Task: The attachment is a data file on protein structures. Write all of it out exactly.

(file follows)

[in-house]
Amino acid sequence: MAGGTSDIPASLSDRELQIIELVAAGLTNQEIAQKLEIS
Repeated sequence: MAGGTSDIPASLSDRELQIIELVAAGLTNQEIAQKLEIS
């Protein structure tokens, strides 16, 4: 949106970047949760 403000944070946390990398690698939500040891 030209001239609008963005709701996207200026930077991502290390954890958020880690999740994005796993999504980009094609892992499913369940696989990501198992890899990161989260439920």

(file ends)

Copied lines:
[in-house]
Amino acid sequence: MAGGTSDIPASLSDRELQIIELVAAGLTNQEIAQKLEIS
Repeated sequence: MAGGTSDIPASLSDRELQIIELVAAGLTNQEIAQKLEIS
């Protein structure tokens, strides 16, 4: 949106970047949760 403000944070946390990398690698939500040891 030209001239609008963005709701996207200026930077991502290390954890958020880690999740994005796993999504980009094609892992499913369940696989990501198992890899990161989260439920």